Other Desert Cities, the 2011 comedy/drama by Jon Robin Baitz, feels familiar. Actually, for audience members of a certain age it might initially feel dated. It isn’t. A superficial view of the play might also lead one to conclude it is fairly superficial. It isn’t that either. Like some of the swimming pools in desert enclaves of privilege like Palm Springs, it is surprisingly deep.
It is 2004. For the first time in several years, the members of the Wyeth family have come together to celebrate Christmas in the parents’ Palm Springs home. The home is one of those syntheses of luxurious taste and mid-century modern aesthetic that exist nowhere quite as they do in Palm Springs. The home speaks volumes about Lyman and Polly Wyeth. They are tasteful, private, conservative and rich.
Lyman was a film actor, though never a star, who became active in conservative California politics. Polly was a screen writer who gave up her career, along with her Jewish roots and Texas accent, to become a true believer in Reagan-era conservatism and, ultimately, the wife of an ambassador. The Wyeths were friends with the Bloomingdales and the Annenbergs and, of course, Ron & Nancy. Now they have retired to the desert for tennis, cocktails, dinners at the country club and shopping on Palm Canyon Drive.
Silda, Polly’s sister and former writing partner is staying with them. She is burned-out, broke, and fresh from her most recent stint in rehab. Polly and Lyman’s youngest son Trip, a successful, if unhappy, television producer has joined them for the holiday as has their daughter Brooke.Brooke is a writer who abandoned California for the East Coast. Her first novel was well received when it was published six years earlier. Since then she has struggled with depression and writer’s block and has recently ended a failed marriage. Her depression was severe enough to require hospitalization. Since retiring from public life, worrying about Brooke has become Lyman and Polly’s primary focus.
Brooke has brought copies of her recently completed book. Sold to a major publisher, it is scheduled for release in a few months. Excerpts are to appear in a prestigious national magazine in a few weeks. Rather than a novel, however, we learn this book is a memoir of Brooke’s life growing up as a Wyeth and it focuses on some tragic events in the family’s past. Brooke found catharsis in writing the book and it may be the best thing she’s ever written but she fears Lyman and Polly will prefer this particular wound not be reopened. The prospect of revealing, and being forced to publicly relive the darkest moment of their family’s history threatens to shred the already fragile fabric of the family’s relationship. Let the games begin!
What seems familiar, and superficially dated, about the play is the theme of children, especially children of privilege, rebelling against the politics and values of their parents. I am old enough to remember the late 1960’s and came of age in the 1970’s. Children of the counterculture in conflict with conservative parents over the war in Vietnam and, by extension, all the parents’ “middle-class” values was a common theme in the popular culture of the 1970’s. Given the lux, mid-century set, were it not for the Reagan and Bush references in the text it would be easy to imagine the children and parents arguing about the morality of a war in the jungle rather than a war in the desert.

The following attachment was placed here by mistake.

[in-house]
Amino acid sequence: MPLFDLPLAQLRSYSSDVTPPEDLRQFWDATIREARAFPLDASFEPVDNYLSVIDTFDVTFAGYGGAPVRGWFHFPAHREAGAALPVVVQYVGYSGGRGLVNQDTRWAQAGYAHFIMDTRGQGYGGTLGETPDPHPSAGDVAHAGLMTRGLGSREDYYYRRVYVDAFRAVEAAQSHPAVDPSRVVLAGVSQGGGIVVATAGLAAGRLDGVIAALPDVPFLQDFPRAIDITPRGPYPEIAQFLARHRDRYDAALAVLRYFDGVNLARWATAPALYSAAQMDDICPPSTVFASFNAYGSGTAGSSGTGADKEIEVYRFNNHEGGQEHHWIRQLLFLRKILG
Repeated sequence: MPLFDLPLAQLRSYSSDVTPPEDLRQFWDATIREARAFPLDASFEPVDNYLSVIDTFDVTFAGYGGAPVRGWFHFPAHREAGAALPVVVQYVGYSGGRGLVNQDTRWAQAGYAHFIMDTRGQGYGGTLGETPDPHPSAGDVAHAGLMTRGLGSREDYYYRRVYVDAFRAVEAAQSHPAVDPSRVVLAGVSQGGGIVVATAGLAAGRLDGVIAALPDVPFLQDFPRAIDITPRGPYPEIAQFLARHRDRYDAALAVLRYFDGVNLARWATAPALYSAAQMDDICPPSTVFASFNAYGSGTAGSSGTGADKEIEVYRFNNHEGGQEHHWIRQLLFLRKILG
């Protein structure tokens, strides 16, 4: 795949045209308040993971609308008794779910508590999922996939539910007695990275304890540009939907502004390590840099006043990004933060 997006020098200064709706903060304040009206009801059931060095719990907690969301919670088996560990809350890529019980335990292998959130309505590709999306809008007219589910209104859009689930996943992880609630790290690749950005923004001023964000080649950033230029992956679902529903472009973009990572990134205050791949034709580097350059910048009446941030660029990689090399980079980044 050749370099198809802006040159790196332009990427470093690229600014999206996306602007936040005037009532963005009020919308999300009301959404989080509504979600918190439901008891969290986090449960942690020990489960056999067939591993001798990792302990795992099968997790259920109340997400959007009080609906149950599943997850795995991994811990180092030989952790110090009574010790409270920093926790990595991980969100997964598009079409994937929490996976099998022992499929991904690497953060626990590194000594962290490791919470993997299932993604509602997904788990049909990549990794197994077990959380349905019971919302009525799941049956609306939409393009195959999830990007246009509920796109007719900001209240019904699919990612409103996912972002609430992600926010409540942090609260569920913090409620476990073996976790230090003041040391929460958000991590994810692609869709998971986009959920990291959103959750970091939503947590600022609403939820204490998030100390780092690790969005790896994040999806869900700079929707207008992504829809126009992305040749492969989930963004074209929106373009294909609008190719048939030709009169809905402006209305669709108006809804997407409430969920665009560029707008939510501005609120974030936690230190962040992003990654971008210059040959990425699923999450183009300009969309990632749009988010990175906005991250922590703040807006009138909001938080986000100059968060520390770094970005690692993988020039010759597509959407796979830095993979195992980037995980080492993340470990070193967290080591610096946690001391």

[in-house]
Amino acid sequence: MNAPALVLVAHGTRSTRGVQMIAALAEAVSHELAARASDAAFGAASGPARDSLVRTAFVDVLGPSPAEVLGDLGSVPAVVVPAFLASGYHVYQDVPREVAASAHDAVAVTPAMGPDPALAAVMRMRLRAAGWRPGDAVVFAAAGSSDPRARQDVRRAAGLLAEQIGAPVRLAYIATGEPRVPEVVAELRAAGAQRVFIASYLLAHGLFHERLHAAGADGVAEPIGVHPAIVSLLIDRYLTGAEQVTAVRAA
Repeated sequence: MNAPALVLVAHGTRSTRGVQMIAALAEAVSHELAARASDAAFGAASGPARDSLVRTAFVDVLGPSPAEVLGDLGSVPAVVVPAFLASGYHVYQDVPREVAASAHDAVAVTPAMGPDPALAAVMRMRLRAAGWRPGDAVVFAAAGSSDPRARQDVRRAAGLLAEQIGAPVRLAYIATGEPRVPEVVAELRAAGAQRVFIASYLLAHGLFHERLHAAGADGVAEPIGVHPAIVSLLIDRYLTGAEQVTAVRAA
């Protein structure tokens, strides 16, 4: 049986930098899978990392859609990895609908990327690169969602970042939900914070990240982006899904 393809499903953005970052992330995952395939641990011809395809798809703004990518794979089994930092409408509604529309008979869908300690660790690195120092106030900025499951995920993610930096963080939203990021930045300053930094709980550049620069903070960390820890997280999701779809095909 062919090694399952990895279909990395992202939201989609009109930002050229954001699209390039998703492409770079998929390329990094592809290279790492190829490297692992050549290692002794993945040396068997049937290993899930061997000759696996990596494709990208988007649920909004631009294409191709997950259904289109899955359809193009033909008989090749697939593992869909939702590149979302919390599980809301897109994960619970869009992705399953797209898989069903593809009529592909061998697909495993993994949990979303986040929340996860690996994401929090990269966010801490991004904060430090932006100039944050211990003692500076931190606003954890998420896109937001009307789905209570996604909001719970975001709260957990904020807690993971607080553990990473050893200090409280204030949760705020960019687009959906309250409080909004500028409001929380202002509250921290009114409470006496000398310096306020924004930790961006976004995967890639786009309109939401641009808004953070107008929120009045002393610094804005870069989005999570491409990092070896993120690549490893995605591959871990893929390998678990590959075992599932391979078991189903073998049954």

Ultimately we realize these debates are not the substance of the play. Where we find depth is in exploring the nature of a family’s story. The events detailed in Brooke’s memoir are the shared story of the entire Wyeth family. Each having their own perspective, it is a given that they did not experience the tragic events what took place some 30 years earlier in the same way. Trip was a child. He barely remembers the events themselves but he grew up in the shadow of their aftermath. Brooke’s life was devastated in ways from which she has not yet recovered. Lyman and Polly’s lives were devastated as well but they faced those events as adults with broader commitments, not least the responsibility for Brooke and Trip.
The common chronology of events is a story that is different for each of them. But whose story is it to tell? And how is that decision altered when we learn that point-of-view is not the only variable. Lyman, Polly and Silda posses details of the story unknown to Brooke and Trip. There are secrets and the people keeping them are doing so for reasons of their own. Brooke may have chosen to write the story in the first person but her omniscience is literary form; not reality.
The play was originally titled Love and Mercy, the title of Brooke’s memoir. The final title, Other Desert Cities is a reference to a highway sign one sees on I-10 driving from Los Angeles toward Palm Springs. One can take the road to Palm Springs or go another direction toward the “Other Desert Cities”. From Brooke Wyeth’s point of view those cities are someplace else. Whether they are truly different, however, she cannot know.
The play premiered at Lincoln Center in January 2011 and moved to Broadway in November of that year. It was a finalist for the 2012 Pulitzer Prize for Drama.